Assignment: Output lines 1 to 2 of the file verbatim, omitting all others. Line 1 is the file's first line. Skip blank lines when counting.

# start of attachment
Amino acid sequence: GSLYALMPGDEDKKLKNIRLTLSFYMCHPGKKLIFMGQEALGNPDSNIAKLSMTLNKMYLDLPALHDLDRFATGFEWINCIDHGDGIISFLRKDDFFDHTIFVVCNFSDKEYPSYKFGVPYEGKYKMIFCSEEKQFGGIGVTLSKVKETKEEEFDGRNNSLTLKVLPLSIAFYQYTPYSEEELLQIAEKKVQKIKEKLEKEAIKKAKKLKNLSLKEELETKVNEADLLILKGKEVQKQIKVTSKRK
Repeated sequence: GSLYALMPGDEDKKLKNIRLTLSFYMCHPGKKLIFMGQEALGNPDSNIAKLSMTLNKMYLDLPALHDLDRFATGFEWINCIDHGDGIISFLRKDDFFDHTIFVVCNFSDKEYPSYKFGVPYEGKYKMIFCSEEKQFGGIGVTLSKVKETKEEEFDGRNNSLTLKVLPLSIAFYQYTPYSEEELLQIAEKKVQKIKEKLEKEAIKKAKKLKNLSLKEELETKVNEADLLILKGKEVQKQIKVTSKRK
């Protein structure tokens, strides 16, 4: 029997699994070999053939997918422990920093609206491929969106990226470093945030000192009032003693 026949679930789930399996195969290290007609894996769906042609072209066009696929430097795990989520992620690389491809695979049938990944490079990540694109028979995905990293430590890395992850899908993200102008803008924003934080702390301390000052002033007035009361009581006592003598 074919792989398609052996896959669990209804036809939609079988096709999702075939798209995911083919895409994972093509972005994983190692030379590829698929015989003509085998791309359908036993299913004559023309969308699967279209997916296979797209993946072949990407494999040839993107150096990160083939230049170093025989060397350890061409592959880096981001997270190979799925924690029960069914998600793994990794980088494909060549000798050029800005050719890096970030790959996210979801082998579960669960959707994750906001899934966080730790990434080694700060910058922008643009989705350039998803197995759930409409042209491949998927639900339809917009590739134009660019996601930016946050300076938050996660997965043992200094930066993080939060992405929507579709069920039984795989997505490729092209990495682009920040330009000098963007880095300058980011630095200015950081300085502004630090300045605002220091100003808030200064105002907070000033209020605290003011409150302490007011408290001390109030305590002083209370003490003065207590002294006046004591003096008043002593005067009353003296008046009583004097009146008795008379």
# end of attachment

Amino acid sequence: GSLYALMPGDEDKKLKNIRLTLSFYMCHPGKKLIFMGQEALGNPDSNIAKLSMTLNKMYLDLPALHDLDRFATGFEWINCIDHGDGIISFLRKDDFFDHTIFVVCNFSDKEYPSYKFGVPYEGKYKMIFCSEEKQFGGIGVTLSKVKETKEEEFDGRNNSLTLKVLPLSIAFYQYTPYSEEELLQIAEKKVQKIKEKLEKEAIKKAKKLKNLSLKEELETKVNEADLLILKGKEVQKQIKVTSKRK
Repeated sequence: GSLYALMPGDEDKKLKNIRLTLSFYMCHPGKKLIFMGQEALGNPDSNIAKLSMTLNKMYLDLPALHDLDRFATGFEWINCIDHGDGIISFLRKDDFFDHTIFVVCNFSDKEYPSYKFGVPYEGKYKMIFCSEEKQFGGIGVTLSKVKETKEEEFDGRNNSLTLKVLPLSIAFYQYTPYSEEELLQIAEKKVQKIKEKLEKEAIKKAKKLKNLSLKEELETKVNEADLLILKGKEVQKQIKVTSKRK